A brief introduction to the Shia mourning period of Moharram, and how it looks in the run up to Ashura.
The schism between Sunni and Shia Muslims is almost as old as Islam itself, and revolves around the succession of the Prophet Mohammed. In Shia eyes, Ali, the son-in-law, should have rightfully inherited the Muslim leadership – and he did, for a short period of time, after initially having been passed over. The real issue, however, came with Ali’s second son, Hossein, who equally claimed the leadership role as his birth right, but was murdered by his competitor to the job, Yazid, the caliph of Damascus, in a battle near Karbala, in present-day Iraq, in 680 AD.
Shia Muslims still mourn Hossein’s death, more than 1300 years afterwards, during the ten days of Moharram, linked to the lunar calander and this year falling at the beginning of October. It is easy to dismiss this, from a Western perspective, as the last convulsions of bad losers, and now get over it, but being in Iran in October, I beg to differ. Moharran is in fact a deeply religious ceremony, in which an entire nation – religion – genuinely participates. This is Religion with a capital R. Our Easter celebrations (perhaps with few exceptions, like in Antigua Guatemala) don’t come close to this.
All starts, as far as we could see, already weeks before the first day of Moharram, with the construction of huge tents, covering the courtyard of a mosque, or an outside square. Banners in black and green with – I presume – Koran verses are being put outside, in streets and alleys, flags are raised all along the streets, and on top of the mosques, further decorations of coloured cloth and lights are strung across the streets and in the bazaars, strings of coloured lights are being hung along the minarets. Yet, all of this is tastefully done, never ostentatious, never frivolous; after all, we are talking about a mourning period, here. Outside the mosques huge metal structures appear, decorated with metal animals, birds and leaves, sometimes with colourfull feathers, and with multiple portraits of Hussain, as well as a photograph of somebody, perhaps a recently deceased, perhaps a long-dead family member who died as a martyr, I don’t know.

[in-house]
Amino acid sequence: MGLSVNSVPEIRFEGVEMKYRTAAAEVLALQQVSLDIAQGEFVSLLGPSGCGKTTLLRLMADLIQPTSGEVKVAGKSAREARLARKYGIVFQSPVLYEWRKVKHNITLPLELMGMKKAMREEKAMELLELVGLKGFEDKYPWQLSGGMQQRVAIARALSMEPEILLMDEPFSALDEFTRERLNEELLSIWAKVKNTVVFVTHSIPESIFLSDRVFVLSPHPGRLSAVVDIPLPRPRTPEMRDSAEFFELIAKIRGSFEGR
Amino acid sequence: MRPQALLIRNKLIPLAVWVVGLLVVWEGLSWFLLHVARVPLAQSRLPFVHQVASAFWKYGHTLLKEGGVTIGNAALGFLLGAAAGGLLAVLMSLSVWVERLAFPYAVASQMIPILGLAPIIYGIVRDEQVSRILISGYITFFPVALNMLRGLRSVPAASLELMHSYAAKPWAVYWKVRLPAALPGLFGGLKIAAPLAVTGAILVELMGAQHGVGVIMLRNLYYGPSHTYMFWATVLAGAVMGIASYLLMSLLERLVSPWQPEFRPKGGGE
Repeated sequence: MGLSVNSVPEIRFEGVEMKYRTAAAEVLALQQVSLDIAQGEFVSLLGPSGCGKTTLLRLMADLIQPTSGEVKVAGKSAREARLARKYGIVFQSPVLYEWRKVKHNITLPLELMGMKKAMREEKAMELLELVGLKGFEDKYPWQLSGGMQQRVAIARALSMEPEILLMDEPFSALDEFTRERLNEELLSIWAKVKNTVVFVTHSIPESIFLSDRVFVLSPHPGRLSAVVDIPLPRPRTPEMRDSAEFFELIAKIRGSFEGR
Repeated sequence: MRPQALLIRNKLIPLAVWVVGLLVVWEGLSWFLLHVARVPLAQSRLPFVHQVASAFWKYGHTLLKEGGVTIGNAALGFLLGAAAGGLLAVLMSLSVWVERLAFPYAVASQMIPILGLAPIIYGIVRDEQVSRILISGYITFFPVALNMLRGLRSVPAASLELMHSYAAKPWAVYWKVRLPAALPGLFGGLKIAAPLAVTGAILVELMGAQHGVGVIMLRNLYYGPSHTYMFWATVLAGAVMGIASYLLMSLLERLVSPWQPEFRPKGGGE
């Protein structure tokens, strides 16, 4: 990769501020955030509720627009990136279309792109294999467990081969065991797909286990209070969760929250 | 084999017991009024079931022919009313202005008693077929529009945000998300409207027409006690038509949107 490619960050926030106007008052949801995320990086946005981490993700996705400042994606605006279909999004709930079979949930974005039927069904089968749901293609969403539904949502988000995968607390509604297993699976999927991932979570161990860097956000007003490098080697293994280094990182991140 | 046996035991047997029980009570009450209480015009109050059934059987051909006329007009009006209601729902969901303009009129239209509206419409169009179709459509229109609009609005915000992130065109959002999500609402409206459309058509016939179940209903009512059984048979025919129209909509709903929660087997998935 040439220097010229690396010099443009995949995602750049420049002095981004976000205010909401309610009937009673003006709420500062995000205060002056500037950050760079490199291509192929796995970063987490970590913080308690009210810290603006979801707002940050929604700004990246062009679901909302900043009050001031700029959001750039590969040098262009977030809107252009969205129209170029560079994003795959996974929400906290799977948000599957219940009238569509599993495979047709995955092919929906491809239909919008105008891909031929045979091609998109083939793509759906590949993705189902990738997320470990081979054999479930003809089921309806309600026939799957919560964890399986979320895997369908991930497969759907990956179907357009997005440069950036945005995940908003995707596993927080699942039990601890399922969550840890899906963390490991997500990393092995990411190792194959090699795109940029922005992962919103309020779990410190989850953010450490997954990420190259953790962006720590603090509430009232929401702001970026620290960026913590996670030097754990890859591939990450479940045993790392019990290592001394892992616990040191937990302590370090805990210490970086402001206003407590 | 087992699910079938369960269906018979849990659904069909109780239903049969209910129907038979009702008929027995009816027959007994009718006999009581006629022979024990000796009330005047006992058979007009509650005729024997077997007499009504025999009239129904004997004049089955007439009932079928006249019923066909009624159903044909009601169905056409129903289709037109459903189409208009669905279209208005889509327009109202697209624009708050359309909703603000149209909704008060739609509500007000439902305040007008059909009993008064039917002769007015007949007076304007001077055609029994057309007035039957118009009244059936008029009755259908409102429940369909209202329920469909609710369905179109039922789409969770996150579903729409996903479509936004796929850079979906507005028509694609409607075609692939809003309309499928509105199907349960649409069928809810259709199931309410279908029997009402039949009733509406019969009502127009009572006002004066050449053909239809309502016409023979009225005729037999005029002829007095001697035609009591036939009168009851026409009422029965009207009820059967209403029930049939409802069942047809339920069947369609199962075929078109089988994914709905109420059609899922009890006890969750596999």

Come Moharram, more and more people start wearing black. Of course, almost half of society – most of the women – already wear black the year round, black headscarfs and chadors, but now the men, too, put on black cloths, trousers and shirt. In many clothing in the bazaar shops you cannot buy anything else but black.
Small groups of men – always men – start appearing in the streets, and in the bazaars, black-dressed men with drums, or with a microphone, chanting and re-telling the story of the battle of Karbala. The women look on, as spectators, often at a respectable distance. In make-shift tents the story is also enacted, in a way, with the bad guys in red or yellow, the good guy – Hossain – in green. Apparently, people also organise private parties, where an actor is invited to tell the story, never mind that is has been told so many times already. The closer we come to Ashura, the last day of Moharram and the day Hossain actually died, the more prominent the parades through the streets become, the bigger the gatherings, the more emotional the outpour of grief.
For Ashura itself, the culmination of the mourning period, we had planned to be in Bijar. An experience, see next entry.